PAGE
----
The testimony for the State at trial rested primarily on two alleged eyewitnesses to the fire. The trial took place in January of 1974, so the eyewitnesses were testifying to occurrences which took place more than four years previously. The first eyewitness to testify was Albert Kyles. He identified Wolf as the man he saw carrying a "red" gasoline can into the building on the date of the fire. He also testified he was very unsure about the time of day it was when he saw the defendant. The witness had seen the defendant in the building previously and claimed to have paid the defendant rent for an aunt who lived at one time in the building. The witness could not be sure whether or not it was one year before the fire or several years before the fire, when he had seen the defendant. Neither could he remember when it was that his aunt moved in or when it was that his aunt moved out of the building.
The second eyewitness for the State was Evelyn Mayberry, also known as Elizabeth McGowan, also known as Mrs. Roosevelt McGowan. Ms. Mayberry, as we shall refer to her, testified she saw defendant Wolf enter the building with a "silver" gas can. Ms. Mayberry also testified the locks on the doors of the building had all been removed and the door she saw defendant Wolf enter was unlocked and open. The first fireman on the scene testified the door to the building was secured with a padlock. Ms. Mayberry had previously testified, under the name of Mrs. Roosevelt McGowan, in a civil suit arising out of the same fire, in the United States District Court, Northern District of Illinois, Eastern Division, Case Number 70 C 519. In the Federal court, Ms. Mayberry testified she never, at any time, saw the faces of the men who went into the building.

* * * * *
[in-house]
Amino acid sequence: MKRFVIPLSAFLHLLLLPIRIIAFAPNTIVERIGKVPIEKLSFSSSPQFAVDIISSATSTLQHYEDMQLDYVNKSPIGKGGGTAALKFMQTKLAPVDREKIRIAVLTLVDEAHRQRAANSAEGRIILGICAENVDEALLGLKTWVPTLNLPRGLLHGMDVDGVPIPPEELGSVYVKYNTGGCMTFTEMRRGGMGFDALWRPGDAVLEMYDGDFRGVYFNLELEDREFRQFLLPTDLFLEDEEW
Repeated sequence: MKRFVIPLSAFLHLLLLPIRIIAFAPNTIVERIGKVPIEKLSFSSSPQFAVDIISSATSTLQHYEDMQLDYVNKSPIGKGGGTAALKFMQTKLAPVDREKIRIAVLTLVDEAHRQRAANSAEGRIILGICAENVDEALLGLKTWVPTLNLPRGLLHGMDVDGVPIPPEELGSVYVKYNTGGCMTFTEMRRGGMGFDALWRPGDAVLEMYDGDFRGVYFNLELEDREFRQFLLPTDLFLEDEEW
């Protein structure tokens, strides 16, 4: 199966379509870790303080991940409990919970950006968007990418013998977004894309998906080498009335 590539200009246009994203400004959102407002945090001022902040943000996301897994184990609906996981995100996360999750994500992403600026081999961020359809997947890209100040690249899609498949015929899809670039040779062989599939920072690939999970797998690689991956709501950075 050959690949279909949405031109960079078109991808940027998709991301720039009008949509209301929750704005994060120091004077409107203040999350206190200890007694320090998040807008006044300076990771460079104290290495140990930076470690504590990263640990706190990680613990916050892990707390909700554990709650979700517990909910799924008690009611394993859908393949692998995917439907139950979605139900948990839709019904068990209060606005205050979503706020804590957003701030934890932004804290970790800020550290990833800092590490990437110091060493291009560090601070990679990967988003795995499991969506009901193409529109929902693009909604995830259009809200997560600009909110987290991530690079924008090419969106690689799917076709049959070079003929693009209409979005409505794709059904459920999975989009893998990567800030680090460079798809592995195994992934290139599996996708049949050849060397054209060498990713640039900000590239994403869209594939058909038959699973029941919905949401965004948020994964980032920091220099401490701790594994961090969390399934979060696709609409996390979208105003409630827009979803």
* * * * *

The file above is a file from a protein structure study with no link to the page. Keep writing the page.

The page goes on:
In addition to the questionable testimony of these two witnesses, the State offered a great deal of documentary evidence. Immediately upon the commencement of the trial, the State offered into evidence eight transcripts of depositions and testimony of the two defendants which had been given in connection with the suit in Federal court. These transcripts, as the State admitted in the trial court, went "far beyond that of what we are concerned with." The trial judge ruled he would only consider the evidence of other or prior fires according to the guidelines established in People v. Bishop (1934), 359 Ill. 112. The judge stated his understanding of this case as being "there must be some kind of link-up between the offense in question and the prior offense." Besides the voluminous transcripts offered by the State, they also offered into evidence certain files from housing court concerning a number of buildings which had numerous building code violations. Some of these buildings were owned by one of the defendants, some by another, and most of them by neither of the defendants. These exhibits were: 65 Ch 3915, 3434-36-42 West 15th St. and 1448 South Trumbell, owned by Irving Berland; 66 Ch 5026, 3351 West Douglas Blvd., owned by Irving Koppel; 66 Ch 6858, 715-17 South Lawndale, owned by Julius Leher and William Berke; 67 Ch 842, 1542 South Kedzie, owned by Zelmond Greay; 68 Ch 50081, 4025 West Monroe, owned by Fred Cooper; 68 Ch 53352, 715-523 South Lawndale, owned by Fred Cooper; 70 Ch 52442, 918 South Springfield, owned by Albert Berland and Robert Watson; 70 Ch 50409, 2248 West Division, owned by Federal Savings and Loan Insurance Corporation, A.E. Berland Real Estate, and Joseph Murro. Defense counsel objected to the introduction of all of these documents.